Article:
Radio Comes to Vermont

Radio in a home in Bradford, Vermont, 1939 (Library of Congress)

Originally published in the Times Argus/Rutland Herald Weekend Magazine, March 19, 2022 for the “Remember When” column with the title, “Can You Hear Me Now?”

In April 1930, the U.S. Census enumerators knocking on Vermonters’ doors asked a question unlike any asked before (or since): “Do you own a radio?”

The census ultimately found that, in 1930, 40-50% of Vermont households did, indeed, own a radio. This ranked the state among the highest radio-owning states, lagging behind only a handful of other northern states (plus California), which boasted up to 63% ownership.

(Many southern states, on the other hand, trailed far behind with only 5-10% of their population owning a “wireless.”)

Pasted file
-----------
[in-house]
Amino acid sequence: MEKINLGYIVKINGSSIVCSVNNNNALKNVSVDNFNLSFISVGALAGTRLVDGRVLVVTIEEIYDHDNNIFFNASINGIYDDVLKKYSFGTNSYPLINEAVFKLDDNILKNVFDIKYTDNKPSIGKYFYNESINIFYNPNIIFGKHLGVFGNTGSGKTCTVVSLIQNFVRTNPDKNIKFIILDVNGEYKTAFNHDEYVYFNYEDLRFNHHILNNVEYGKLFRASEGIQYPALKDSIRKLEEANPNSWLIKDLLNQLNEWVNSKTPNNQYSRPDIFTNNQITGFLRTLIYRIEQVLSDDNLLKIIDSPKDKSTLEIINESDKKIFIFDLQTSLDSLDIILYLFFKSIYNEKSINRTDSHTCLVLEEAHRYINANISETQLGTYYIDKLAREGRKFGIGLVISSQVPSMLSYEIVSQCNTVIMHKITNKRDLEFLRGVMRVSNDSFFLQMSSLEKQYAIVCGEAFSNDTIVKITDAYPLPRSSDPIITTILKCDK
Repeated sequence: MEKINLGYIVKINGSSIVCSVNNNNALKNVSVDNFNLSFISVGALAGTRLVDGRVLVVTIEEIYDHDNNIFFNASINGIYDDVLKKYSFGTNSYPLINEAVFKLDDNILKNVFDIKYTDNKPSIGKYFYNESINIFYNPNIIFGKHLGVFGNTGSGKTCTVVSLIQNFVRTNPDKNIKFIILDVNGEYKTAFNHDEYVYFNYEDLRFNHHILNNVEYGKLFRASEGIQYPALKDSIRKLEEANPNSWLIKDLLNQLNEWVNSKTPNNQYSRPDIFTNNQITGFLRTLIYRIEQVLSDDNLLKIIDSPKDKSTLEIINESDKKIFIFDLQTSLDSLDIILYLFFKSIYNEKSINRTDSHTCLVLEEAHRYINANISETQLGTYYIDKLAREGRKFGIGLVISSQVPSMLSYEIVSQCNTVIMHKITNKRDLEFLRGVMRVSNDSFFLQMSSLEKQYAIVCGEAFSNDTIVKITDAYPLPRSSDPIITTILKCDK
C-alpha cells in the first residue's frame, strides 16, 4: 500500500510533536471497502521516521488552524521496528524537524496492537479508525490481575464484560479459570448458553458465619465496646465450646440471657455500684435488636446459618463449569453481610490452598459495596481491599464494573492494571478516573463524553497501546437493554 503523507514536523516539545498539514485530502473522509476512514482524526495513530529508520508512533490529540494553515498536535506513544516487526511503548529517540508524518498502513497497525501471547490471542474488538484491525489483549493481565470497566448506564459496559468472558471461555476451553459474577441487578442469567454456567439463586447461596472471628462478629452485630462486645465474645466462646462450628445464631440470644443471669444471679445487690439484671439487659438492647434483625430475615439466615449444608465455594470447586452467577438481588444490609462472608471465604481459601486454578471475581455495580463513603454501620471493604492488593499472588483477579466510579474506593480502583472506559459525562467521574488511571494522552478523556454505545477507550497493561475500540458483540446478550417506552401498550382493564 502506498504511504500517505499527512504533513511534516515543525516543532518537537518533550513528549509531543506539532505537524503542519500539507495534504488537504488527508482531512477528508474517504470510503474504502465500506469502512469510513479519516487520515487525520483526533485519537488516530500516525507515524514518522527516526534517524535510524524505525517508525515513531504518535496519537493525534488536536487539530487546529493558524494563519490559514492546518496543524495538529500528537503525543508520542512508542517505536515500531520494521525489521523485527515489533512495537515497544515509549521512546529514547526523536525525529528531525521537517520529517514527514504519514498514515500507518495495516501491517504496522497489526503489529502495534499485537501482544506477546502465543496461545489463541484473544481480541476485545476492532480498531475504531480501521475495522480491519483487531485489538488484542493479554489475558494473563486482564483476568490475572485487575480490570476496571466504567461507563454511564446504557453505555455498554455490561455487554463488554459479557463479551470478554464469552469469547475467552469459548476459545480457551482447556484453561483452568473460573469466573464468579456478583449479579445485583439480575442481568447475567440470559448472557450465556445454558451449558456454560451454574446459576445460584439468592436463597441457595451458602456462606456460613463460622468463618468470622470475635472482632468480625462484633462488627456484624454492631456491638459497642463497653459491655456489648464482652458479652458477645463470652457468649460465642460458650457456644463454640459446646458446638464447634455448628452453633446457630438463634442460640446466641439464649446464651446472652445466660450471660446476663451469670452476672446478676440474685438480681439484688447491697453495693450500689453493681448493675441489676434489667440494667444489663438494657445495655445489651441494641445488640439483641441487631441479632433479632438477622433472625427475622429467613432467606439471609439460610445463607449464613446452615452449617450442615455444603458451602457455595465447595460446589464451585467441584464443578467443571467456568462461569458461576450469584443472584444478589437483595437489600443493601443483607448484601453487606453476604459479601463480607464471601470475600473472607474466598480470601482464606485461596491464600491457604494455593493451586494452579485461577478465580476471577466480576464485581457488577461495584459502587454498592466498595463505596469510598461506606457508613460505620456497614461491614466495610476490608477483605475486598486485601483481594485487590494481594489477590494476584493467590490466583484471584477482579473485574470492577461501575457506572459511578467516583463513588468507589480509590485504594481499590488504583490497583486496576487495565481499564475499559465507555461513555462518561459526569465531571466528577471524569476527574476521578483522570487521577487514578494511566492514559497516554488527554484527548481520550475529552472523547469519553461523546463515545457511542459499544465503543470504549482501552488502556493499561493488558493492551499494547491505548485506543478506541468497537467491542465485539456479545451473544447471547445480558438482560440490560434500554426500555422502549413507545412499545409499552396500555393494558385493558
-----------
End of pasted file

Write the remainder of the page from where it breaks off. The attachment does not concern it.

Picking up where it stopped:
The first successful public American radio broadcast aired from the Metropolitan Opera House in New York City in 1910, but restrictions placed on radios during World War I temporarily thwarted this new form of communication. But when the war ended, soldiers who had served as radio operators returned stateside, bringing with them their new technological skills.

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